Boehringer Ingelheim announced the submission of a Marketing Authorisation Application to the European Medicines Agency for the approval of its oral triple angiokinase inhibitor nintedanib, in combination with docetaxel, for the treatment of patients with locally advanced, metastatic or recurrent non-small cell lung cancer (NSCLC) of adenocarcinoma tumour histology after first line chemotherapy. Nintedanib, when added to chemotherapy, is the first lung cancer treatment that extended patient survival beyond one year in a broad population of adenocarcinoma patients, after initial chemotherapy had failed.
"Improving patients' lives remains at the forefront of Boehringer Ingelheim's commitment to evidence based progress in the treatment of cancer." said Prof Klaus Dugi, Corporate Senior Vice President Medicine, Boehringer Ingelheim. "We are proud that nintedanib, a compound out of our innovative oncology research programme, is the second compound in our portfolio to be filed with the European Medicines Agency."
Lung cancer causes more deaths than any other cancer and only approximately one out of six patients survive 5 years from diagnosis. Denocarcinoma is the most common type of lung cancer and more than two-thirds of patients are diagnosed at a late stage when curative treatment is no longer feasible. Ultimately, all patients with advanced adenocarcinoma will progress and require second-line treatment.
The EU Marketing Authorization Application for the approval of nintedanib* is based on the international, double-blind, Phase III LUME-Lung 1 trial, which was the first trial to show a survival benefit of an add-on treatment in a broad second line adenocarcinoma patient population versus an active comparator (standard-of-care/chemotherapy). In this trial in advanced NSCLC patients, the combination of nintedanib* plus docetaxel demonstrated a statistically significant prolonged progression-free survival (PFS), versus placebo (3.4 vs. 2.7 months, respectively) regardless of tumour histology, reducing the risk of renewed tumour growth by 21%.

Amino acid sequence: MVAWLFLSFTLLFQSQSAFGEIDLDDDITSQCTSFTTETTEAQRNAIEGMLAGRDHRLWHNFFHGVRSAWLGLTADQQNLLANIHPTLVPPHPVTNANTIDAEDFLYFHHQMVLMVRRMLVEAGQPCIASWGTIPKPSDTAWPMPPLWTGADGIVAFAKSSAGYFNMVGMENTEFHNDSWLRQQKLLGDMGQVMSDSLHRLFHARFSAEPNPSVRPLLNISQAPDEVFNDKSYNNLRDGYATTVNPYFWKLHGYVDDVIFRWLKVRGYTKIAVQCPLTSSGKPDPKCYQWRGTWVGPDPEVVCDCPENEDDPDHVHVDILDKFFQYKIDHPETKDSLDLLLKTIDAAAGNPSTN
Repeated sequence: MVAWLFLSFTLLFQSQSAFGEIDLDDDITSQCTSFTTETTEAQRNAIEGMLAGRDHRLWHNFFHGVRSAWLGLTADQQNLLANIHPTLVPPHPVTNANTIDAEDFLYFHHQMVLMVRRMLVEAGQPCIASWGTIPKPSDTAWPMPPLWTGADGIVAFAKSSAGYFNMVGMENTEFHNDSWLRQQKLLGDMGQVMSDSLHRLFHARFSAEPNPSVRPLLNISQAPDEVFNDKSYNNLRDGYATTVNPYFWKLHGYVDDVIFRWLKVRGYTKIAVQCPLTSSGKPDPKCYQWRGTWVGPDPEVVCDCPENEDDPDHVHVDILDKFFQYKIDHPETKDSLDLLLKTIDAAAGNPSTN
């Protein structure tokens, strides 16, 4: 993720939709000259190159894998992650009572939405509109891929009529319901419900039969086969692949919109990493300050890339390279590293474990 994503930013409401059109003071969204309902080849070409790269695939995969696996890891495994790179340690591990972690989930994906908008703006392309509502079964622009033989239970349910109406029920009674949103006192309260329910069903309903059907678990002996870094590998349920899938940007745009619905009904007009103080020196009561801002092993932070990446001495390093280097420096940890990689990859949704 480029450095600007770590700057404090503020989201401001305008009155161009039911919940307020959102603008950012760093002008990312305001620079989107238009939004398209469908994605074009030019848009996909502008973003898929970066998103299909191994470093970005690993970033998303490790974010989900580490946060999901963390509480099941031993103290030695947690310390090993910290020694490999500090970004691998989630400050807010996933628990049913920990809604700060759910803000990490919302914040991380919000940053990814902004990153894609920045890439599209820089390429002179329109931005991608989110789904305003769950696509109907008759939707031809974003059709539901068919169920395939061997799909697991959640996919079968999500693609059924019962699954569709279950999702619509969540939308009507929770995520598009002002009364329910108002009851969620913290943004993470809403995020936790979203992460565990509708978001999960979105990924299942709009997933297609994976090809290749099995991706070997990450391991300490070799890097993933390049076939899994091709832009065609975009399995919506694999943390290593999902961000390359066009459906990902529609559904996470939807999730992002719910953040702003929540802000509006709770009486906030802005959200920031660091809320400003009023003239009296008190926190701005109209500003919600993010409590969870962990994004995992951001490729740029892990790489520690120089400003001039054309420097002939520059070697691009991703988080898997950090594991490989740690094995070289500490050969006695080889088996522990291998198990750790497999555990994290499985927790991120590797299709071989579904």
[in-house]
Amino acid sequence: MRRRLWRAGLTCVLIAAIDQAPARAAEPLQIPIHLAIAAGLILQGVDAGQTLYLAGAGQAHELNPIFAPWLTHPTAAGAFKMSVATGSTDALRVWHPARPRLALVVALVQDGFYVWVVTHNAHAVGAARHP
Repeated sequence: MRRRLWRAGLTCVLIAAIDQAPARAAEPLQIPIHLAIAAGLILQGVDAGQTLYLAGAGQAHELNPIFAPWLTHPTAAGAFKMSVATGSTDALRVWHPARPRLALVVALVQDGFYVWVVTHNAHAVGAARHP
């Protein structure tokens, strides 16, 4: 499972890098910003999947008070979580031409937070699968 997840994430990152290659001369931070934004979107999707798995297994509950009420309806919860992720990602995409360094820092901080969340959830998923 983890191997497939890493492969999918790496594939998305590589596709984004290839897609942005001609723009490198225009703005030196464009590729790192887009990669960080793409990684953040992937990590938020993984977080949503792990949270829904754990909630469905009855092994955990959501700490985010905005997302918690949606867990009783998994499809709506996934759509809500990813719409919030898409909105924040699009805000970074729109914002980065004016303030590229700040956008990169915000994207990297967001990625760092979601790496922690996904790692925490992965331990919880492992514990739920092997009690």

Overall survival was significantly prolonged in adenocarcinoma patients treated with nintedanib plus docetaxel versus placebo plus docetaxel (12.6 vs. 10.3 months respectively). The results demonstrated that patients with adenocarcinoma who have failed initial treatment with chemotherapy received on average a 20% extension of overall survival. In addition, the data demonstrated that the earlier adenocarcinoma patients failed first line chemotherapy, the bigger the benefit nintedanib provided, as patients who progressed within 9 months (T<9 months) after start of their first-line treatment, achieved a median overall survival benefit of 3 months (10.9 vs. 7.9 months).
The trial results showed patients benefitted from the additional efficacy of nintedanib without further impacting their quality of life. The most common adverse events (AEs) in LUME-Lung 1 were gastrointestinal side effects and reversible liver enzyme elevations which were manageable by supportive treatment or dose reduction (adverse events nintedanib vs. placebo: nausea 24% vs. 18%, vomiting 17% vs. 9%, diarrhoea 42% vs. 22% and liver enzyme elevation 29% vs. 8%). Withdrawal due to adverse events was similar in both arms, as were Grade 3, bleeding or thromboembolic events.
Nintedanib is an oral triple angiokinase inhibitor which targets the three receptors crucially involved in angiogenesis and tumour growth.
Boehringer Ingelheim endeavours to make nintedanib* available to patients around the world. Further submissions worldwide are planned.